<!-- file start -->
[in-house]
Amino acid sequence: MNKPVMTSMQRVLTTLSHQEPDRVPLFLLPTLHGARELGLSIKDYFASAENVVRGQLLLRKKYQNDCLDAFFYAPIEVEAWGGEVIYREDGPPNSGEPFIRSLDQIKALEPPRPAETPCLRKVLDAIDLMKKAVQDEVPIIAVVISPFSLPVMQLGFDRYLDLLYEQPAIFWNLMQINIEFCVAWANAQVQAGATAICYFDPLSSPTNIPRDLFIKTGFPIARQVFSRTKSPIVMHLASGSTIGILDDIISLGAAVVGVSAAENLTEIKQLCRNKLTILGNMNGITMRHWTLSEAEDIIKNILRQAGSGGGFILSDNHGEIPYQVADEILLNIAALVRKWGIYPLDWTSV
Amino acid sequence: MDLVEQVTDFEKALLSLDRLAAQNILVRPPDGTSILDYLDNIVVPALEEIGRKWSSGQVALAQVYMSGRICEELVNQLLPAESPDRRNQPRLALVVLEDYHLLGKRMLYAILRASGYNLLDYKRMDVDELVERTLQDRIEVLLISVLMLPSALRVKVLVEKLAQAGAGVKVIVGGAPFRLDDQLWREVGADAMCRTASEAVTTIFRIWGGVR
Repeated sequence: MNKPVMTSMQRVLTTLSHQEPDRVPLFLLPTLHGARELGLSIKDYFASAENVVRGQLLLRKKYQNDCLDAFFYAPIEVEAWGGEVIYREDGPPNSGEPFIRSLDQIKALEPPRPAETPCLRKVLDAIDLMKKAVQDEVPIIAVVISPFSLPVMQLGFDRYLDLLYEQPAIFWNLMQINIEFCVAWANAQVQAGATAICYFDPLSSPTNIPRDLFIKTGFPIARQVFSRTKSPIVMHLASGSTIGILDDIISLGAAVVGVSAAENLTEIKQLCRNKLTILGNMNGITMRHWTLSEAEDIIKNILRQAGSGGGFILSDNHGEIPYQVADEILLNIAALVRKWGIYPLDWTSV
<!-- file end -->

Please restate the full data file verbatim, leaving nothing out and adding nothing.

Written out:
[in-house]
Amino acid sequence: MNKPVMTSMQRVLTTLSHQEPDRVPLFLLPTLHGARELGLSIKDYFASAENVVRGQLLLRKKYQNDCLDAFFYAPIEVEAWGGEVIYREDGPPNSGEPFIRSLDQIKALEPPRPAETPCLRKVLDAIDLMKKAVQDEVPIIAVVISPFSLPVMQLGFDRYLDLLYEQPAIFWNLMQINIEFCVAWANAQVQAGATAICYFDPLSSPTNIPRDLFIKTGFPIARQVFSRTKSPIVMHLASGSTIGILDDIISLGAAVVGVSAAENLTEIKQLCRNKLTILGNMNGITMRHWTLSEAEDIIKNILRQAGSGGGFILSDNHGEIPYQVADEILLNIAALVRKWGIYPLDWTSV
Amino acid sequence: MDLVEQVTDFEKALLSLDRLAAQNILVRPPDGTSILDYLDNIVVPALEEIGRKWSSGQVALAQVYMSGRICEELVNQLLPAESPDRRNQPRLALVVLEDYHLLGKRMLYAILRASGYNLLDYKRMDVDELVERTLQDRIEVLLISVLMLPSALRVKVLVEKLAQAGAGVKVIVGGAPFRLDDQLWREVGADAMCRTASEAVTTIFRIWGGVR
Repeated sequence: MNKPVMTSMQRVLTTLSHQEPDRVPLFLLPTLHGARELGLSIKDYFASAENVVRGQLLLRKKYQNDCLDAFFYAPIEVEAWGGEVIYREDGPPNSGEPFIRSLDQIKALEPPRPAETPCLRKVLDAIDLMKKAVQDEVPIIAVVISPFSLPVMQLGFDRYLDLLYEQPAIFWNLMQINIEFCVAWANAQVQAGATAICYFDPLSSPTNIPRDLFIKTGFPIARQVFSRTKSPIVMHLASGSTIGILDDIISLGAAVVGVSAAENLTEIKQLCRNKLTILGNMNGITMRHWTLSEAEDIIKNILRQAGSGGGFILSDNHGEIPYQVADEILLNIAALVRKWGIYPLDWTSV